It's a toughie, but I'd got for B. I don't think this is a Windows problem. I've seen updates screw zOS, OS390, Solaris, AIX, HP-UX, Linux and Windows (I don't know anyone who uses OS-X in my line of work, but I'd wager you'll get updates that can knacker it as well.) The thing is that the vast majority of these updates were being tested on pre-prod systems, yes there were more problems for Windows updates, but when you have a company with 1 Z server, about 50 or so Unix boxes, a handful of Linux and about a thousand Windows servers, you'd expect that..
Like most OSes Windows can be very stable, if you bother to use quality hardware (Proliant, nothing else comes close) configure it properly, rather than take defaults, change controll it and not run software on it that is badly written or untested. You will get any system to run unreliably if you install it straight out of the box, don't bother checking updates or testing new software, run it on shit hardware and don't have change controll.
The trinity of how to break your systems without human intervention... automatic download, automatic install, automatic reboot.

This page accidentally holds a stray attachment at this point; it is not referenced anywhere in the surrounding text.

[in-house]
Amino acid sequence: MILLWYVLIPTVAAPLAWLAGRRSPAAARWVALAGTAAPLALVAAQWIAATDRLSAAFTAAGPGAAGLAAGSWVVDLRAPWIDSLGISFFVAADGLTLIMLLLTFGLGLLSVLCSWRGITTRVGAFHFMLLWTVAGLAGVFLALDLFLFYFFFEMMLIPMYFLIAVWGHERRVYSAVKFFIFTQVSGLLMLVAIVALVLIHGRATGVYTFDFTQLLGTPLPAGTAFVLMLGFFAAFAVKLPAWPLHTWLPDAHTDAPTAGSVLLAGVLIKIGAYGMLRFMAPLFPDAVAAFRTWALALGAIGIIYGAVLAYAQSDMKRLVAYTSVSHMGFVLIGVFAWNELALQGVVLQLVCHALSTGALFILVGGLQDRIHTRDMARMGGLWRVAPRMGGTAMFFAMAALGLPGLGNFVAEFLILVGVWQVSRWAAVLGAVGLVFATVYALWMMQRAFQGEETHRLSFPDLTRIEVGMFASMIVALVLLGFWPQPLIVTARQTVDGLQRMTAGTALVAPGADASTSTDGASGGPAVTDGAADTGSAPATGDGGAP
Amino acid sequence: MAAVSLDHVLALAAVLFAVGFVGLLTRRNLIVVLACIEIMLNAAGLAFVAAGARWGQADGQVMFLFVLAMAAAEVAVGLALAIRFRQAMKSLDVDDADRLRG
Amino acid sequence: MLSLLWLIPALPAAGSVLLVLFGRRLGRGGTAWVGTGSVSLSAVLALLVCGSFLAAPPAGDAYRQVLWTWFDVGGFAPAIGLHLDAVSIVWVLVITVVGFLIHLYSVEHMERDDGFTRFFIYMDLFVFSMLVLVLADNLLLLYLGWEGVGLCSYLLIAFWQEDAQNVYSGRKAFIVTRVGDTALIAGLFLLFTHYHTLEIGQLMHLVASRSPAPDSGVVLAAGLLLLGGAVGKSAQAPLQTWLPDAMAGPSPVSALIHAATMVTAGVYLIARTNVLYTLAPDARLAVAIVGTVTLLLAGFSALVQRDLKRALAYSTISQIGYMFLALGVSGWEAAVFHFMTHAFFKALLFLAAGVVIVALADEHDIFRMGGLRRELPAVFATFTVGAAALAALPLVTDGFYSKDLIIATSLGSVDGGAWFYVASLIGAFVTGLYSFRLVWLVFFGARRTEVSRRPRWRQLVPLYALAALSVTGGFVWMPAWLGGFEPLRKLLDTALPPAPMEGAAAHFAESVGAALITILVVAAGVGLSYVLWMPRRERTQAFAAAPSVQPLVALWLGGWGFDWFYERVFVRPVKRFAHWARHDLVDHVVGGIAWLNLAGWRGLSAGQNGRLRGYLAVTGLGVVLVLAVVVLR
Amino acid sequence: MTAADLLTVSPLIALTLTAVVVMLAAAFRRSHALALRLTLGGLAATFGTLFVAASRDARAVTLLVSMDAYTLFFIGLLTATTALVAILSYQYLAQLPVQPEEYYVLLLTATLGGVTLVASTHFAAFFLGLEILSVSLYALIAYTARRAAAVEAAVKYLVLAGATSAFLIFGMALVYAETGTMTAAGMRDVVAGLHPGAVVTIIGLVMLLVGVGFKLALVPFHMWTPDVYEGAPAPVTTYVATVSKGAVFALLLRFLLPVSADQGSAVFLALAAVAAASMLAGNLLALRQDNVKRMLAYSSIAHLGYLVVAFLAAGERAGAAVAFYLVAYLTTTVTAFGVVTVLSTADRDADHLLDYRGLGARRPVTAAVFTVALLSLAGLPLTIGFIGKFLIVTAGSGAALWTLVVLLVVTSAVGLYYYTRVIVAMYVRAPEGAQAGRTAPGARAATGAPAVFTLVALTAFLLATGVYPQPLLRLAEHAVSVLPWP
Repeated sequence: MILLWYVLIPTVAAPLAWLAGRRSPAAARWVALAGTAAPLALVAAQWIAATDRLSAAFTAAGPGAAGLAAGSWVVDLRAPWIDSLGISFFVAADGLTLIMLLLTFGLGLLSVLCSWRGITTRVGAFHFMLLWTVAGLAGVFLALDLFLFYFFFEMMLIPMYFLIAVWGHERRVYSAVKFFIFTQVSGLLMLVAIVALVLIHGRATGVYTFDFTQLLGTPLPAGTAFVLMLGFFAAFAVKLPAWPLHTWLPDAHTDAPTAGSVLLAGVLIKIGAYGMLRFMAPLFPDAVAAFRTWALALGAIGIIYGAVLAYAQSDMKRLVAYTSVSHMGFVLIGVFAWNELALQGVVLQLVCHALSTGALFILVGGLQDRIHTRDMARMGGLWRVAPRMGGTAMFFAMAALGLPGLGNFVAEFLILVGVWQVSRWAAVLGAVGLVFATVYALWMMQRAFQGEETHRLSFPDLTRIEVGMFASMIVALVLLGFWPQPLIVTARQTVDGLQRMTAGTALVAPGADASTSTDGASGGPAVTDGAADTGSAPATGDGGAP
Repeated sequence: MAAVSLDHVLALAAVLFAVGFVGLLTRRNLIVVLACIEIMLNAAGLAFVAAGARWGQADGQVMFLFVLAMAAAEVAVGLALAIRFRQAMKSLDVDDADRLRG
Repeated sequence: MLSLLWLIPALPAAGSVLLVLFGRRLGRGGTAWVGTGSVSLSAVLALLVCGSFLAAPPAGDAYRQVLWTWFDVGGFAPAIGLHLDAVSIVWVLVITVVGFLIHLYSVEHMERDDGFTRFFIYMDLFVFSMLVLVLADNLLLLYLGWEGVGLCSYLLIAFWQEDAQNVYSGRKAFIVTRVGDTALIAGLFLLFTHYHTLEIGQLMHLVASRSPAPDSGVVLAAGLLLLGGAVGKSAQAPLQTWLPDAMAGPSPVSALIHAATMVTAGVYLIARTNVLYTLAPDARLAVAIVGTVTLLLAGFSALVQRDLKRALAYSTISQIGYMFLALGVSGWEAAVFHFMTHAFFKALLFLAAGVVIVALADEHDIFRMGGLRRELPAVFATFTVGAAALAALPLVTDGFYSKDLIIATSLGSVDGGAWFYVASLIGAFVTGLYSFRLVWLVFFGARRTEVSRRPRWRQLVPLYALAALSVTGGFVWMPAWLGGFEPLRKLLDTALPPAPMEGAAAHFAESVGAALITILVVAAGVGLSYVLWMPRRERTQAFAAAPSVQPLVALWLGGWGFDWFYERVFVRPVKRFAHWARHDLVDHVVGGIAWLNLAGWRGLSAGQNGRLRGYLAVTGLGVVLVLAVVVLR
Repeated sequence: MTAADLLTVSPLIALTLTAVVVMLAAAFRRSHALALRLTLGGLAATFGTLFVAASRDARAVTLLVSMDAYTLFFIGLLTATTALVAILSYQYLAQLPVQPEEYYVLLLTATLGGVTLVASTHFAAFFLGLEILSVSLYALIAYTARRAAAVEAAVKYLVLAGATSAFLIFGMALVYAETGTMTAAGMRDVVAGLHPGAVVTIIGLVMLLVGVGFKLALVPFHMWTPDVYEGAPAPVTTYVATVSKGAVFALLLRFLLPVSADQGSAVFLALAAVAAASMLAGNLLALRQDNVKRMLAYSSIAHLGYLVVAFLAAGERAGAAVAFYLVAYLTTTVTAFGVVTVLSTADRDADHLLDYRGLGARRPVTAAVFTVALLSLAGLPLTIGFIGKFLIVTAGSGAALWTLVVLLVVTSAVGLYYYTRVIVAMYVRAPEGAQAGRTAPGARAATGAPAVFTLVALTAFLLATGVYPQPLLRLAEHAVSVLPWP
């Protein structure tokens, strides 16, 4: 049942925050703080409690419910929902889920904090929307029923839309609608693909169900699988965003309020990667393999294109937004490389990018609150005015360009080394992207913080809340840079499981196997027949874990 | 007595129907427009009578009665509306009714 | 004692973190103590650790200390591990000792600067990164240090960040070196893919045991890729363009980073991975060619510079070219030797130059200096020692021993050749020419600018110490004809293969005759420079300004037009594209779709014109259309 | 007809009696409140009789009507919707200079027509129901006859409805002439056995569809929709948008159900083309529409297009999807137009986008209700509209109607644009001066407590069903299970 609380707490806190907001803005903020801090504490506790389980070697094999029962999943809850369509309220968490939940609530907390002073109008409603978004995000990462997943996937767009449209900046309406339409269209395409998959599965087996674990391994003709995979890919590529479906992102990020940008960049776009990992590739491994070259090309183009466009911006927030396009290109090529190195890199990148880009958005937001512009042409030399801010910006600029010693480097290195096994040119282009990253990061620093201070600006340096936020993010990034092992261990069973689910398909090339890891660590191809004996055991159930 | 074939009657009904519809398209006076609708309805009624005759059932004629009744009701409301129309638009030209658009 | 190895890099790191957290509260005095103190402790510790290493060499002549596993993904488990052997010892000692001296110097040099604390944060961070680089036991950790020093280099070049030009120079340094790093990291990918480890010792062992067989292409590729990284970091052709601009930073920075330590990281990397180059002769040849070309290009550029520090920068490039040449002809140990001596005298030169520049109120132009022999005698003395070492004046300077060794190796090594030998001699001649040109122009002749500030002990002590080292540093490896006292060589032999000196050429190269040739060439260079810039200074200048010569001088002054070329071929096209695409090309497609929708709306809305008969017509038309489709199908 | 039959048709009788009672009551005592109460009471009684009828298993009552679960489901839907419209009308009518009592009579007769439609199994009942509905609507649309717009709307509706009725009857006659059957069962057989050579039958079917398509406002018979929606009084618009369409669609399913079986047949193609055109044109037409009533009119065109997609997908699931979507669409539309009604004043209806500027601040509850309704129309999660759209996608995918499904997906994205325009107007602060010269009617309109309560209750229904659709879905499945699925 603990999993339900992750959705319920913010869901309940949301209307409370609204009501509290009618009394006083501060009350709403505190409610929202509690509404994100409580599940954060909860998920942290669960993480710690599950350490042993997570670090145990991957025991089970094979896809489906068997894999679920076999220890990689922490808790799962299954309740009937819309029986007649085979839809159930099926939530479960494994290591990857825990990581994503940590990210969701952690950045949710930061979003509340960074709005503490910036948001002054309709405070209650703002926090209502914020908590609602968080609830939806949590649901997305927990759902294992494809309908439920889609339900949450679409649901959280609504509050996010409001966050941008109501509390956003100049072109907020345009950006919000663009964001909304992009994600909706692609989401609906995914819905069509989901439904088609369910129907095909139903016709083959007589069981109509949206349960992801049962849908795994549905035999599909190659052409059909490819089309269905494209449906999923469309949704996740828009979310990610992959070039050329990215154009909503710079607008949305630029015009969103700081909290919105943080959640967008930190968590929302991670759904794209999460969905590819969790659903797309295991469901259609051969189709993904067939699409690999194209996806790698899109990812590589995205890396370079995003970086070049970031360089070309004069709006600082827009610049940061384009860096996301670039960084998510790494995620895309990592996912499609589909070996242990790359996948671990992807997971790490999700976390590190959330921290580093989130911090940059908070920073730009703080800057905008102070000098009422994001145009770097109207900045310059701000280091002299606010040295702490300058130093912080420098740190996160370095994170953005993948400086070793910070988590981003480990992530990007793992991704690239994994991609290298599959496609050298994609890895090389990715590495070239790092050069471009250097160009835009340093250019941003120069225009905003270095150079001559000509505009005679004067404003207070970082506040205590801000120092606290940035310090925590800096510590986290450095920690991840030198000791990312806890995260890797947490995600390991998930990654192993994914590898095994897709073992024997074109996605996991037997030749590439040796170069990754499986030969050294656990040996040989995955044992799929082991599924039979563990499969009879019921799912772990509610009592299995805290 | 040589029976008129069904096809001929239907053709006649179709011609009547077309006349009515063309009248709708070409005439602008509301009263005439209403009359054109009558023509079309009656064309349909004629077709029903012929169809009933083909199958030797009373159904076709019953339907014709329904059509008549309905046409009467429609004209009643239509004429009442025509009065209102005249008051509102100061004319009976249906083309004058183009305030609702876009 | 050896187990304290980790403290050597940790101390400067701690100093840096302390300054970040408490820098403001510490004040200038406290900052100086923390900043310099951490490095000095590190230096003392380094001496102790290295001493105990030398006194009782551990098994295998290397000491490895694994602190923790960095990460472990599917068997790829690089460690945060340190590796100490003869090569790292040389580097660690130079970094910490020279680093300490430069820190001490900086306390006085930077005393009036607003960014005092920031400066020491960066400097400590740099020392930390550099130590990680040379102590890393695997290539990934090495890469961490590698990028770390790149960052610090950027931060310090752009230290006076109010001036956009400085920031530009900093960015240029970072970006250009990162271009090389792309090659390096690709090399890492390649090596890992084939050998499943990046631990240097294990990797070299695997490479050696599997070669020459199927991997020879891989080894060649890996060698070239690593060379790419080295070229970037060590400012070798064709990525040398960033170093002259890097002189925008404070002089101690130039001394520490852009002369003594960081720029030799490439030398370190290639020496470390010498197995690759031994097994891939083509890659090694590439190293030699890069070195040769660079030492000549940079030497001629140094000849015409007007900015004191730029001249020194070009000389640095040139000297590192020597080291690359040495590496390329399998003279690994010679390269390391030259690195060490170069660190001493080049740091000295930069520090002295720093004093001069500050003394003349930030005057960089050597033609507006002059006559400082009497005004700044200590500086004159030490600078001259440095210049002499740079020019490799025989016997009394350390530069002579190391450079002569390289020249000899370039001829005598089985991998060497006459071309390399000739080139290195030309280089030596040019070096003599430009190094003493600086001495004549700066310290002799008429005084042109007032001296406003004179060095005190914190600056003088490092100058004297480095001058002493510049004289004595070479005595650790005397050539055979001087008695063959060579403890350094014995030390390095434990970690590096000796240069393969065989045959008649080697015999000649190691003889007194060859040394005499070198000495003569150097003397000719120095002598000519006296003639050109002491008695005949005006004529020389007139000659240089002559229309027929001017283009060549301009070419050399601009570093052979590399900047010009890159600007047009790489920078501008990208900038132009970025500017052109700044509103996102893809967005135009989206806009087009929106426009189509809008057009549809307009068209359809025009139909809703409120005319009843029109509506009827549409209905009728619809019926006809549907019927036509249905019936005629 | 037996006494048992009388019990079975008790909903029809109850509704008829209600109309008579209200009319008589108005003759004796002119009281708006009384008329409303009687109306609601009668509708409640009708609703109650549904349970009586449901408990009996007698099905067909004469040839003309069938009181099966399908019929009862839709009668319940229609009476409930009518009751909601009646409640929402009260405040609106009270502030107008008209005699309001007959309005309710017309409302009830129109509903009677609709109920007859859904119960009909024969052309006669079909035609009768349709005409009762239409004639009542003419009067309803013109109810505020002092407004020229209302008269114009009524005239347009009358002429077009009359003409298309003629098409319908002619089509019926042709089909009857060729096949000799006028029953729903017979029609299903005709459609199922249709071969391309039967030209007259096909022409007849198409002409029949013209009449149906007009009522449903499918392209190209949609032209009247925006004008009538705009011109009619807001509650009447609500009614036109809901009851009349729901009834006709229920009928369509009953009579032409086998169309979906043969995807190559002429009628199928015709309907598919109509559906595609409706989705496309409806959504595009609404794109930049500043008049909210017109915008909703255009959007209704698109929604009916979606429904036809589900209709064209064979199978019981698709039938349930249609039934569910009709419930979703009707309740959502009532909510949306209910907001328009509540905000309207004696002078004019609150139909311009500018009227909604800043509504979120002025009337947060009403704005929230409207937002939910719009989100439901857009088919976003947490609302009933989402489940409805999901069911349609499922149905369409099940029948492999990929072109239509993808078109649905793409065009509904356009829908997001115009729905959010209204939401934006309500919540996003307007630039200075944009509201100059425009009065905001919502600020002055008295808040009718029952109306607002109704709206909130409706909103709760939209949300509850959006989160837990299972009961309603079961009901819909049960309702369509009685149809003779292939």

I don't even do these things automatically on my personal computer, let alone mission-critical servers. Having a machine "notify of updates" is as far as I'm prepared to go with automation.
(a) automatic download - when that massive Service Pack gets posted to Windows Update, your network is at risk of being flooded with incoming stuff.
(b) automatic install - all those individual updates can drag a system's performance down. Plus, should you rely on Microsoft getting a fix right first time?
(c) automatic reboot - never, ever let a critical system reboot itself without it being a planned maintenance activity (i.e. during a low-risk time window)
Get your operators to go through each system in turn rather than letting them all go nuts after Microsoft say so.
Of course, I'm talking of your handful of major critical systems here: you have to make an exception if you've got hundreds of parallel blades to manage.
Several years ago in Chicago, the 10pm newscast got blown off the air by a circuit breaker tripped by a floor buffer. After several minutes of dead air, the weatherman resumed the broadcast from the emergency office used to broadcast tornado alerts, with an independant power system.
Not a windows issue - admin issue, sound like they had automatic updates switched on with the reboot option, well that and the fact the IT screwed up somewhere and used the ol' "It was windows update" excuse (I have also used this 'viable' excuse to cover bugs in our software). If the machine(s) did go down I would of thought it was a forced reboot rather than a crash.